Eiteruaki aaibir enkibelekenyatta ena buku naji OSOTUA MUSANA, ina kata apake pee eidipi aaigero Osotua Ng'ejuk 1976. Ore teina kata netubulua enkanisa e Nkai too wuejitin kumok te nkop oo Lmaasai. Enkata ena natayieutua ilairukok le Maa neisuma ororei le Nkai te nkutuk enye maate.
Ore eyieunoto o enkomono oo lasirak lena buku naa pee etumi embuku naisumayu mening'unoyu te seshata sapuk oo Itung'ana loo Lmaasai. Ore anaa enikiyiolo pooki, aidapash oleng olosho loo Lmaasai, ebaiki Isampur, Ilmokokodo, o Ltiamus le Mparinko, tenebo Ilmaasai le Narok o Kajiado. Eetae sii Ilarusa o kulikae oshon le Maa te Tanzania, anaa Ilkisonko o parakuyuo.
Etii kulikae ooisarisaraki enkitoroto netii kulikae ooimalees. Ejo kulikae doi, nejo kulikae toi. Ejo kulikae nkulupuok nejo kulikae nkulukuok. Ejo kulikae empopok nejo kulikae empopong. Ejo kulikae enkitok nejo kulikae engoroyioni.
Maasai (Masai) or Maa (English: /ˈmɑːsaɪ/; autonym: ɔl Maa) is an Eastern Nilotic language spoken in Southern Kenya and Northern Tanzania by the Maasai people, numbering about 800,000. It is closely related to the other Maa varieties: Samburu (or Sampur), the language of the Samburu people of central Kenya, Chamus, spoken south and southeast of Lake Baringo (sometimes regarded as a dialect of Samburu); and Parakuyu of Tanzania. The Maasai, Samburu, il-Chamus and Parakuyu peoples are historically related and all refer to their language as ɔl Maa. Properly speaking, "Maa" refers to the language and the culture and "Maasai" refers to the people "who speak Maa."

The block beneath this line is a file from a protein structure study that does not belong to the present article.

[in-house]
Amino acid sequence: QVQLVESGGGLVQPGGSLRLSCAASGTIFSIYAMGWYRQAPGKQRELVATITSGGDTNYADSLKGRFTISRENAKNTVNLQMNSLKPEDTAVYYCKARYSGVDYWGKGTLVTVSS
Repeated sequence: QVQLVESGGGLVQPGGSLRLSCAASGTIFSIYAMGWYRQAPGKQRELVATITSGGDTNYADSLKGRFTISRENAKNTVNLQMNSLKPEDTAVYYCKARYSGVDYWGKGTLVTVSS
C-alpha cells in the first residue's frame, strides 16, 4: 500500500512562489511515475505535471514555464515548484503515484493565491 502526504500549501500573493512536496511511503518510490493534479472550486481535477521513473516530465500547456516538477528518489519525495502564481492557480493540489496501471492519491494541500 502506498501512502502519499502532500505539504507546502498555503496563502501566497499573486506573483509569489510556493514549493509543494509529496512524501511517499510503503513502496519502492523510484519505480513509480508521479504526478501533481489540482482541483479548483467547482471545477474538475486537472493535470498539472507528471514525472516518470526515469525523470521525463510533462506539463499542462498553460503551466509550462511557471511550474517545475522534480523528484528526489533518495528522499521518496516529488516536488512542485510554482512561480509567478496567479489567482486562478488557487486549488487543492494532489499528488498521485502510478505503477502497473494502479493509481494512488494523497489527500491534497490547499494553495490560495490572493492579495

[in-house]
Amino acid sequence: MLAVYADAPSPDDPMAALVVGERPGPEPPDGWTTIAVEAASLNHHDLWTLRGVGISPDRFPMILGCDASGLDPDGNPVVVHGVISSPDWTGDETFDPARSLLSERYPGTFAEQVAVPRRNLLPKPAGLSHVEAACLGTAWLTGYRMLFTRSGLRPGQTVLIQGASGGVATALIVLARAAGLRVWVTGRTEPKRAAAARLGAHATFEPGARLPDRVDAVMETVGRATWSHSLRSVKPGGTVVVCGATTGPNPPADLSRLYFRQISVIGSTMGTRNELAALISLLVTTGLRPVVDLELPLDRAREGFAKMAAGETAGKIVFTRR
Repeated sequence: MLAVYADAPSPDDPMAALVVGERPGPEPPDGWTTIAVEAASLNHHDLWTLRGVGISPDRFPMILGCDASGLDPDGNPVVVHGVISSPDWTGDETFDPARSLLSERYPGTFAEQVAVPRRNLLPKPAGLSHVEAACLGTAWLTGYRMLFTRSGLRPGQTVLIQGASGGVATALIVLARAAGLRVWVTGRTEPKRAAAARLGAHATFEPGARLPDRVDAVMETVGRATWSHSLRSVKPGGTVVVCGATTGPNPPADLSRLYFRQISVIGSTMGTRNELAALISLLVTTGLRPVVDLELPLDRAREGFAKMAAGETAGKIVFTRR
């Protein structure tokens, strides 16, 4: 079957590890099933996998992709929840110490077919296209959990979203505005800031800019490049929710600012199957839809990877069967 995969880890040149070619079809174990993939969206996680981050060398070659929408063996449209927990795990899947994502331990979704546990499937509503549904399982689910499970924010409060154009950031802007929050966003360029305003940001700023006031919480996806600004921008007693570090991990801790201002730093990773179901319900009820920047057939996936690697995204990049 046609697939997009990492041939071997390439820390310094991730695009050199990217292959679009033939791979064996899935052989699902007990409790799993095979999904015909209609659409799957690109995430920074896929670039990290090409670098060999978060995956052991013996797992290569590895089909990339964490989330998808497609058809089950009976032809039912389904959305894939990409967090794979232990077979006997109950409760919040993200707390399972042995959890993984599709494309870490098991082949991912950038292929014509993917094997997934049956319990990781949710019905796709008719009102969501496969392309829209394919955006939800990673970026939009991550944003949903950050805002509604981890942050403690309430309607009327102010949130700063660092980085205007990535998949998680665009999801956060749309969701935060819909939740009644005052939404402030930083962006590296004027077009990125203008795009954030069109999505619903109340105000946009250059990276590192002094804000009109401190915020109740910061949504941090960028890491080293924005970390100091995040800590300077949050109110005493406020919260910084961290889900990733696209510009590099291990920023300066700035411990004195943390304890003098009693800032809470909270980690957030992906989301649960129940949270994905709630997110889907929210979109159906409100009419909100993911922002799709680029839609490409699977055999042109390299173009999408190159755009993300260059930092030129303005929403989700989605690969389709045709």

The Maasai people, from the Eastern region of the African continent, have been protected from the widespread Westernization of agriculture and colonization because they inhabit a primarily desert area. Because the Maasai have resisted forms of colonization and Western expansion, their systems of communication and exchange revolve primarily around the trade they do within the tribe. Therefore, the spoken language is not only the most significant point of contact that the Maasai use but also one of the only ways that Maasai can continue to thrive in their traditional tribal way of life.
The loss of the Maasai language, while not rapid, is happening as a result of close contact with other tribal groups in East Africa and the rise of Swahili and English as the dominant languages. In Tanzania, former President Nyerere encouraged the adoption of Swahili as an official language to unite the many different ethnic groups in Tanzania, as well as English to compete on a global scale. Although the Maasai language, often referred to as Maa, has survived despite the mass influx of English and Swahili education systems, economic plans, and more, the socioeconomic climate that the Maasai people face in East Africa keeps them, and their language, as an underrepresented minority.
The Maasai way of life is embedded in their language. Specifically, the economic systems of trade that the Maasai rely on in order to maintain their nomadic way of life, relies on the survival of the Maasai language, even in its minority status. With language endangerment, the Maasai tribe would continue to be threatened and its cultural integrity threatened. The minority status that the language currently faces has already threatened traditional Maasai practices. Fewer and fewer groups of Maasai continue to be nomadic in the region, choosing to settle instead in close knit communities to keep their language and other aspects of their culture alive.